Stopping for a chat on the red Carpet earlier last week at the Grammys, Sir Alex Ferguson revealed he chatted Lupita Nyongo before the material night at Beverly Hills and wished her all the best and yes, she won.
Many in this country will be happy at this and for the football folk; isn’t it not nice that even without signing Wanyama to the famous Red Devils, he supported the ‘Kenyan’ quest in another way?
But that’s just for that, the main topic this past week in Kenya since the maiden Grammy win by Lupita has been the exploration of dreams in relation to validity of the same.
A line picked from her acceptance speech has not only made it to almost everyone’s mouth- it’s fast becoming a cliché for the young ones who dare to dream.
Like any other discipline in life, dreams make or break. Football in this essence has been a beneficiary of the same if not a victim.
The life of a Kenyan footballer has fast revolved but not as fast as compared to his counterparts in other parts of the world.
Today’s footballer dreams beyond this country, beyond the green grass that covers Nyayo Stadium, beyond the garden like pitch of Thika- his dream and visions lie deep in the realisation that it can be done, it must be done and needs to be done real fast.
Kenya’s current footballer dreams of a day when he will never have to worry about being dropped by a club even before his contract elapses. He can’t wait for the day his agent will have to negotiate on his behalf and not him being arm twisted by greedy club officials to sign on the dotted line.
This country’s soccer star, today has in sight; a day when he will never have to worry about his family’s welfare or his own welfare when his career is cut short by an injury.
We all wish for that day when irrespective of who you are, who you know and who you don’t- an agent/club will treat a player/coach right just because he/she understands it’s a profession.
I’m sure you and I can’t wait for that day when we all rise up and say enough is enough to hooliganism, non-accountability and nepotism that has constantly dogged our game.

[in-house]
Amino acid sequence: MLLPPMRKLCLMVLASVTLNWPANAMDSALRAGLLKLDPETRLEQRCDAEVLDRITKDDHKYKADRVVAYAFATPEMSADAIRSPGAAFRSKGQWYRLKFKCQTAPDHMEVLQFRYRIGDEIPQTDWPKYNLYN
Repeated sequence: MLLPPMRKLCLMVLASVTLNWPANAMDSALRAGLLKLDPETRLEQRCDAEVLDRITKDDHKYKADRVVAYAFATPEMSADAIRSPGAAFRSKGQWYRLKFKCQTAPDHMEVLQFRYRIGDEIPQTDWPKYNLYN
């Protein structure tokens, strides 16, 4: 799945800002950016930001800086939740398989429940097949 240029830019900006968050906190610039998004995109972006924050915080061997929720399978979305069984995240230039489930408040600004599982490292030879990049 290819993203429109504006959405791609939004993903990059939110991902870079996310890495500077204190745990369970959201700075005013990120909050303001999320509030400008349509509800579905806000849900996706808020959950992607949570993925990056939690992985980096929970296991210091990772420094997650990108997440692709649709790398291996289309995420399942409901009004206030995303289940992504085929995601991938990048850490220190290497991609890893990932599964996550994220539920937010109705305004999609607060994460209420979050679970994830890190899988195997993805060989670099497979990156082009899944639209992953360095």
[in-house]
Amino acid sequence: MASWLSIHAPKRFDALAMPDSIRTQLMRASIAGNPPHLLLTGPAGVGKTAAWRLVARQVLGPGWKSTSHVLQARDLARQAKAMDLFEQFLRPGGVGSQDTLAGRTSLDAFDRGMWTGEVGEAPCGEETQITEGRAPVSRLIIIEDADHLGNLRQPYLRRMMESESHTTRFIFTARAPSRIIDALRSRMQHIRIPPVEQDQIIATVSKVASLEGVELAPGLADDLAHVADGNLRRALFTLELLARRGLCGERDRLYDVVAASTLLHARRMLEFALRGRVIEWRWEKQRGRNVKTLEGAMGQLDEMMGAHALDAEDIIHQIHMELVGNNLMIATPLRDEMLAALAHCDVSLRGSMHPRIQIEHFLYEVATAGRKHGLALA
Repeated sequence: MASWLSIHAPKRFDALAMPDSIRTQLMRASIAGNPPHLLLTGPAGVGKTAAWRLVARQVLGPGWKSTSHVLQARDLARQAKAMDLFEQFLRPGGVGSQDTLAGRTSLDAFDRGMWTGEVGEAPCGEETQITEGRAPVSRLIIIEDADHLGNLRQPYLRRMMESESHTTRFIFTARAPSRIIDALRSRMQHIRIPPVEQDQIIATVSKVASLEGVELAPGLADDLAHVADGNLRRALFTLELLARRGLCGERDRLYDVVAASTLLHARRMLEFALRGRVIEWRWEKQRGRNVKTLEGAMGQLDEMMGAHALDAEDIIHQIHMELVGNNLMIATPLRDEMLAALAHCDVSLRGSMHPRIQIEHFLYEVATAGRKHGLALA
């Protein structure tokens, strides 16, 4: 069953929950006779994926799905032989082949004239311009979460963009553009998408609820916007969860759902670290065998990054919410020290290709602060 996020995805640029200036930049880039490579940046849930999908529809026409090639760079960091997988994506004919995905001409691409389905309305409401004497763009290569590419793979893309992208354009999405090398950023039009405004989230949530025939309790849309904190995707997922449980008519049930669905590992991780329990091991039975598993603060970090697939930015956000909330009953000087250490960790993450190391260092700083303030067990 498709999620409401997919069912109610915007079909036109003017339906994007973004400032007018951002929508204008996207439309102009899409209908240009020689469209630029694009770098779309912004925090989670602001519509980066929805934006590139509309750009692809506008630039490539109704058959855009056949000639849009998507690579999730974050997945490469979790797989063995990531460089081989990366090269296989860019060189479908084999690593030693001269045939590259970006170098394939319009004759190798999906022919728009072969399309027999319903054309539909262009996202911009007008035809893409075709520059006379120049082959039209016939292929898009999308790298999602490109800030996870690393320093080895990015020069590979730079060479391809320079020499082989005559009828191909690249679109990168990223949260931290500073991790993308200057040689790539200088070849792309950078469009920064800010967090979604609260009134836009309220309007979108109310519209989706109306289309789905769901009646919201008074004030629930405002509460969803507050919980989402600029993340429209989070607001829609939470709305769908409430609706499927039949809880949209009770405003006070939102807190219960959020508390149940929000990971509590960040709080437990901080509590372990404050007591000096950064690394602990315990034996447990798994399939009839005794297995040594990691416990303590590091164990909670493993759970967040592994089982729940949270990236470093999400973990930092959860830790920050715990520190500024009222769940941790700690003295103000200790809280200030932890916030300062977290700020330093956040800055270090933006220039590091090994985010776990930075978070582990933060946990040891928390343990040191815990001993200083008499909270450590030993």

But first allow me celebrate our little achievements; our little islands of success in the vast ocean of uncertainty, trials and errors.
Today’s footballer is proud he’s got a group of people to look up to who’ve gone and conquered the world whose origin is the same as his.
He has no reason to worry of not being exposed to the world; when not on TV, blogs and newspapers cover his every track.
Unlike his predecessor who depended on fans hand-outs and club fundraisings, he’s got a sponsor to run to if not broadcasting money to make sure he’s not hungry on a match day.
Like our star Lupita, this generation’s footballer too has a stage for world approval and a moment we all celebrate them. For every hard work there’s now a reward and with each passing year, the rewards get even better.
What then does the current footballer need to realise?
Like a star we are foreseeing him to be, he needs to realise there are never any shortcuts in this game. Hard work is irreplaceable, patience a virtue and attitude is key to getting to the top.
Evening glasses can be turned into evening classes, disappointments into stepping stones for success and critism into pillars of great comebacks.
Impossible is nothing they say, but only to those who’ve got the courage to pursue them. Sometimes believing Lupita may be hard, so take a look around- what do you see? Stars that’ve made it from just around us. Will the Wanyama’s, Oliech’s and Mariga’s of this world help us realise no matter where we come from, the Kenyan footballer’s dreams are valid.
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